Other Control Methods
Other deer population control methods, such as sterilization or relocation, are not viable options. If the deer population in a given area is already high, merely sterilizing the deer that are already present will do nothing to reduce deer numbers in the short-term and is typically expensive. Use of surgical sterilization and immunocontraceptive (IC) vaccines continues on an experimental basis in some areas of the country. The United States Environmental Protection Agency (EPA) may register the new IC vaccine, GonaCon, for use on free-ranging white-tailed deer. However, the highest effectiveness achieved (in stopping does from reproducing) during two field trials was 88 percent during the first year post-treatment on one site, and the effectiveness fell to 46 and 47 percent during year two on both sites. The EPA registration may specify that GonaCon must be hand-injected. Although it has been demonstrated that ICs can be used to prevent reproduction by individual animals for multiple years (in captive settings), not enough animals can be captured and treated in wild deer populations to have any significant population reduction effect.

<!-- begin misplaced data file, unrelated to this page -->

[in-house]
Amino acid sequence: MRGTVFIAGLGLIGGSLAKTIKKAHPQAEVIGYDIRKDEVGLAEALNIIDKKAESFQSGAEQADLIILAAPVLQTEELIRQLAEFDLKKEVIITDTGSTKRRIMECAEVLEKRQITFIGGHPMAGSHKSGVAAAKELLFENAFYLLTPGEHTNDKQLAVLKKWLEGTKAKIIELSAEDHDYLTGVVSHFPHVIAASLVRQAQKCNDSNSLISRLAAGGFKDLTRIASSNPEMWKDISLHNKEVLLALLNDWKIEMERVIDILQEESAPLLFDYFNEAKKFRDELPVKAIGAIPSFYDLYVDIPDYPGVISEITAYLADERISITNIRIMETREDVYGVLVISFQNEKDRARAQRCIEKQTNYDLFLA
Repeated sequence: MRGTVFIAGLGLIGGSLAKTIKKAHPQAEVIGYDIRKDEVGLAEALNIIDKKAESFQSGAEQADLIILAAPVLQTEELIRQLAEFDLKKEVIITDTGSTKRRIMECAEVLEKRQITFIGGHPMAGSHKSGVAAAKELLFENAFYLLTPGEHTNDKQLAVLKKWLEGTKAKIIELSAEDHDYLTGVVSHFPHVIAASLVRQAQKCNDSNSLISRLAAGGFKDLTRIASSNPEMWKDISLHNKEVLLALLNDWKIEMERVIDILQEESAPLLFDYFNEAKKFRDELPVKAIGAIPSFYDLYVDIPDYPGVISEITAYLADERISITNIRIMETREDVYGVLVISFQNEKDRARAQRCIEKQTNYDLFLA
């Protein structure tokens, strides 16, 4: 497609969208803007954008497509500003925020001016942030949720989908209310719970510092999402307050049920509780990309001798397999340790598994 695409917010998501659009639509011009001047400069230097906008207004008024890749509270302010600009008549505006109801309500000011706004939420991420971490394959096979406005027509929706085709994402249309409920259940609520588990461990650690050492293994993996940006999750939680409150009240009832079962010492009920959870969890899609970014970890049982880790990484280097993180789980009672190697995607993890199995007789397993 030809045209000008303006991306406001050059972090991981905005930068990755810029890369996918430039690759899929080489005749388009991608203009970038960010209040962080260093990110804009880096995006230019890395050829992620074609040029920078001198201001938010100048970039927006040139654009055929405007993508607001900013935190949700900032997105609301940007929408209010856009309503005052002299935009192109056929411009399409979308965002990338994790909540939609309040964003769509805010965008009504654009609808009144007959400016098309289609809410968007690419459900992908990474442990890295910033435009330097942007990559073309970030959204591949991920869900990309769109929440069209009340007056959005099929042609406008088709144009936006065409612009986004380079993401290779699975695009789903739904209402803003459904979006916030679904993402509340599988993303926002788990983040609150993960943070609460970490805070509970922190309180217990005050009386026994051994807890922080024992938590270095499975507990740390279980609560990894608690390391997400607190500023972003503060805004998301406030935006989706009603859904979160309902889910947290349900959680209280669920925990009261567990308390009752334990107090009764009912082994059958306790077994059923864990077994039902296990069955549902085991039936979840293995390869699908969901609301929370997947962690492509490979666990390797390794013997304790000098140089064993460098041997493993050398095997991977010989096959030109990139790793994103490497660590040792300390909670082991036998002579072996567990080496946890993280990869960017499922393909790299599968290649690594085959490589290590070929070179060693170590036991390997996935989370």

Relocation of white-tailed deer in Illinois is no longer a viable option due to potential for spreading unwanted wildlife disease (such as CWD) and/or parasites. Additionally, the stresses of capture and transport lead to low survival of the deer.
“Capturing deer can be completed using many methods (traps, nets, etc.), but the most humane method is via chemical immobilization (CI) drugs delivered with darts.”
When they are unconscious, the deer is transported to temporary sugical site.
From Sterilization: Surgery and Recovery, Wildlife Control Information, Cornell University
Deer will be intubated for gas anesthesia, tipped up at a 45-degree angle on a laparotomy table.